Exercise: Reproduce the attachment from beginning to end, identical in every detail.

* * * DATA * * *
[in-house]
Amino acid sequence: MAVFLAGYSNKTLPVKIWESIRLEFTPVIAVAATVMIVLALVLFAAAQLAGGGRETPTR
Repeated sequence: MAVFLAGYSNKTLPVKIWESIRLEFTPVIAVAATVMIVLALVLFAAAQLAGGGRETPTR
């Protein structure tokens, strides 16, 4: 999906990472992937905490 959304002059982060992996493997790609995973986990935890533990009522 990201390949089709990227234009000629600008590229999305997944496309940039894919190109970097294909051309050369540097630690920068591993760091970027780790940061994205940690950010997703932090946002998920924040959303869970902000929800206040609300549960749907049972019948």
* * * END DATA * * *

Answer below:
[in-house]
Amino acid sequence: MAVFLAGYSNKTLPVKIWESIRLEFTPVIAVAATVMIVLALVLFAAAQLAGGGRETPTR
Repeated sequence: MAVFLAGYSNKTLPVKIWESIRLEFTPVIAVAATVMIVLALVLFAAAQLAGGGRETPTR
């Protein structure tokens, strides 16, 4: 999906990472992937905490 959304002059982060992996493997790609995973986990935890533990009522 990201390949089709990227234009000629600008590229999305997944496309940039894919190109970097294909051309050369540097630690920068591993760091970027780790940061994205940690950010997703932090946002998920924040959303869970902000929800206040609300549960749907049972019948």